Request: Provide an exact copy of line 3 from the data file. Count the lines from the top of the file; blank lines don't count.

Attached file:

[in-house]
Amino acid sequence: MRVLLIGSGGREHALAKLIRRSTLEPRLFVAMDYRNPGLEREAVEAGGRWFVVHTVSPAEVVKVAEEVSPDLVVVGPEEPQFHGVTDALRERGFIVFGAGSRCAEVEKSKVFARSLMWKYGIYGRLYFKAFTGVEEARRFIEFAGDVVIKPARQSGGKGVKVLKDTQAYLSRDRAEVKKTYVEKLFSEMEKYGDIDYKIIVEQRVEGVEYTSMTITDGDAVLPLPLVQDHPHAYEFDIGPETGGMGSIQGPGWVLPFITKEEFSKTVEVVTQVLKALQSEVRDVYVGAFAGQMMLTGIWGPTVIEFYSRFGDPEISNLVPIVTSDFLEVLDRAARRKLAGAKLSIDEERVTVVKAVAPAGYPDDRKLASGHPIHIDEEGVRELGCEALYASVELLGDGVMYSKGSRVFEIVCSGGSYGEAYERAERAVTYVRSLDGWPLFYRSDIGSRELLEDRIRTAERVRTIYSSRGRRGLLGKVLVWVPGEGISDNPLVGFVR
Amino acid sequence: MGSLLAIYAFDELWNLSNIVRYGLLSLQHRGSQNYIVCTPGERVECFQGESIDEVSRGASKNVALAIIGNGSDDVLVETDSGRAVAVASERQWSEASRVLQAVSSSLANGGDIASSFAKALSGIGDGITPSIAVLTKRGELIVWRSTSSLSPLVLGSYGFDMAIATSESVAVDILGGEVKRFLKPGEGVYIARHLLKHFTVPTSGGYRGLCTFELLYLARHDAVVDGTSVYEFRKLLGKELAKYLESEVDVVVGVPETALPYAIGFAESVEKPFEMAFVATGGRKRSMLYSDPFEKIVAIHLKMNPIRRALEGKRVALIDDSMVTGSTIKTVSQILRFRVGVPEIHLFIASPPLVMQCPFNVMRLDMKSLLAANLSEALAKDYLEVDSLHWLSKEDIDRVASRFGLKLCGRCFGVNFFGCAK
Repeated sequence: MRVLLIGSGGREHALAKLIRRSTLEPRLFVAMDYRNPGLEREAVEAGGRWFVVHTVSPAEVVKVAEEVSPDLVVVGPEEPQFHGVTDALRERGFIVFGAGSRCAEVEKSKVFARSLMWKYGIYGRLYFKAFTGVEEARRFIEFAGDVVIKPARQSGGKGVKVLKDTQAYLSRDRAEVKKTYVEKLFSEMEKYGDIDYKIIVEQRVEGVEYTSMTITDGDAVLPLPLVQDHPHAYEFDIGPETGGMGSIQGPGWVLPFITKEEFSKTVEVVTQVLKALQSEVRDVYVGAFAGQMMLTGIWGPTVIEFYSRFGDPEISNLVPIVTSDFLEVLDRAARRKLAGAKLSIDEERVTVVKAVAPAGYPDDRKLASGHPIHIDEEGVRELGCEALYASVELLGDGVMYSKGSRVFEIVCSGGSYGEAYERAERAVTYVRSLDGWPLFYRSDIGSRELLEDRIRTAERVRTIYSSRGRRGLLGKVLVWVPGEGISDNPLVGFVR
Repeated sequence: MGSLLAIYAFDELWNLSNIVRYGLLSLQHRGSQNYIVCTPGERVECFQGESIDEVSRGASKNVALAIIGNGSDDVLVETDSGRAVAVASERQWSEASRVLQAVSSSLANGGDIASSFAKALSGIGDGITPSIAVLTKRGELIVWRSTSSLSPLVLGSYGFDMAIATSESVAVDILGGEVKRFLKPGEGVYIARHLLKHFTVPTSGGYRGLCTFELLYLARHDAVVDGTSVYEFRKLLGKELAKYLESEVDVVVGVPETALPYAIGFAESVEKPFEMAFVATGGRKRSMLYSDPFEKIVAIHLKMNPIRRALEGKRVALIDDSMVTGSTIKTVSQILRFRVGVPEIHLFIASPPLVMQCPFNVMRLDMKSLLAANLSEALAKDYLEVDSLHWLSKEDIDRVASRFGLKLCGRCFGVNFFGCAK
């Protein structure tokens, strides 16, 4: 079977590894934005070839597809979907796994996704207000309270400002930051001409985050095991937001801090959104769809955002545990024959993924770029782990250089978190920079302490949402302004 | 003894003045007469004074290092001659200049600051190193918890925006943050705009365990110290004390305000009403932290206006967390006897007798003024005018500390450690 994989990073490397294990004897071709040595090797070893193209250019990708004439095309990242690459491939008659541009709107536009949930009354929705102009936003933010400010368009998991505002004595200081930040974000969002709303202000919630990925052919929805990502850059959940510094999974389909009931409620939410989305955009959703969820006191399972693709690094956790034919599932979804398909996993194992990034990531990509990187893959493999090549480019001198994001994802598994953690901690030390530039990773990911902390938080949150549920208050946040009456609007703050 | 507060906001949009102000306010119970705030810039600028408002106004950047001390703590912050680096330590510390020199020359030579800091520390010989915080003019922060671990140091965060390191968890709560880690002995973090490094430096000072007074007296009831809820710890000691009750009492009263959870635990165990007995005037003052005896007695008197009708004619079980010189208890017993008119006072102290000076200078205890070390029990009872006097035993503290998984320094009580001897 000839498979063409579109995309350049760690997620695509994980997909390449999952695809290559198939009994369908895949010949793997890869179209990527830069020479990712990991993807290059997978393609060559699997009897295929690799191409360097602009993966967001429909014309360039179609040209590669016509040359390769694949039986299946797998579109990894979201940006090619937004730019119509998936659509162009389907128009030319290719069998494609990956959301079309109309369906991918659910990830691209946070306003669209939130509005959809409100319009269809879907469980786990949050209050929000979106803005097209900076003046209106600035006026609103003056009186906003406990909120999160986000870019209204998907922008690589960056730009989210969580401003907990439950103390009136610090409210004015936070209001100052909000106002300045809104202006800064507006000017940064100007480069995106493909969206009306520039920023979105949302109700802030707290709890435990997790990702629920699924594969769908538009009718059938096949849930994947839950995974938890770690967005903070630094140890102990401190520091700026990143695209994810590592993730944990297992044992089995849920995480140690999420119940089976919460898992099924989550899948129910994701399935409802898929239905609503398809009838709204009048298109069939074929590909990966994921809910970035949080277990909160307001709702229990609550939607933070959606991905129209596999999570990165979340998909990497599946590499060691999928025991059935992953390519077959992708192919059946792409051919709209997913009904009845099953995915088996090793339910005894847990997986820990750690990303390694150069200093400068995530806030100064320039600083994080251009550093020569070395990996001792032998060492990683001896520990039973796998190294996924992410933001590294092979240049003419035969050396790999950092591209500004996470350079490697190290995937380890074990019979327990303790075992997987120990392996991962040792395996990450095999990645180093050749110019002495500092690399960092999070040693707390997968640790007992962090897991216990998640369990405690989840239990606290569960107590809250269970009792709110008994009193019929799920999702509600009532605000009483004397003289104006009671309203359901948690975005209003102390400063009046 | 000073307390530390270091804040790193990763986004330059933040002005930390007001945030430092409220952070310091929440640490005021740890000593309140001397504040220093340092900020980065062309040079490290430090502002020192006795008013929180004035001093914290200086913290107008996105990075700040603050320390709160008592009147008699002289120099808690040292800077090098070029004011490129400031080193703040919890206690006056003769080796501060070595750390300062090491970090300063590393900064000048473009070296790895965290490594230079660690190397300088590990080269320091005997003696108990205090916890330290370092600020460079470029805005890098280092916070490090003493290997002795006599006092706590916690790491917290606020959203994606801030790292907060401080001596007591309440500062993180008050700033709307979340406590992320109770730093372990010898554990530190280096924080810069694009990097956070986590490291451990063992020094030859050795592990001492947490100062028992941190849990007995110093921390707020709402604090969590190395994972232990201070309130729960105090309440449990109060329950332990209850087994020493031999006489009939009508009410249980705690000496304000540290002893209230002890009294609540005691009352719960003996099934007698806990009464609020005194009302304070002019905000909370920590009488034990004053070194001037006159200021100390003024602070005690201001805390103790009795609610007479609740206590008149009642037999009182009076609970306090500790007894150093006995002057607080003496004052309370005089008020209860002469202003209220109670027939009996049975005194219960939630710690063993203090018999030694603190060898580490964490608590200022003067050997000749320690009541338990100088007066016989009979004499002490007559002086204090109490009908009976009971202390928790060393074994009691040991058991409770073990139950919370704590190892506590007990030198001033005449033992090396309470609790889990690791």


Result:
Amino acid sequence: MGSLLAIYAFDELWNLSNIVRYGLLSLQHRGSQNYIVCTPGERVECFQGESIDEVSRGASKNVALAIIGNGSDDVLVETDSGRAVAVASERQWSEASRVLQAVSSSLANGGDIASSFAKALSGIGDGITPSIAVLTKRGELIVWRSTSSLSPLVLGSYGFDMAIATSESVAVDILGGEVKRFLKPGEGVYIARHLLKHFTVPTSGGYRGLCTFELLYLARHDAVVDGTSVYEFRKLLGKELAKYLESEVDVVVGVPETALPYAIGFAESVEKPFEMAFVATGGRKRSMLYSDPFEKIVAIHLKMNPIRRALEGKRVALIDDSMVTGSTIKTVSQILRFRVGVPEIHLFIASPPLVMQCPFNVMRLDMKSLLAANLSEALAKDYLEVDSLHWLSKEDIDRVASRFGLKLCGRCFGVNFFGCAK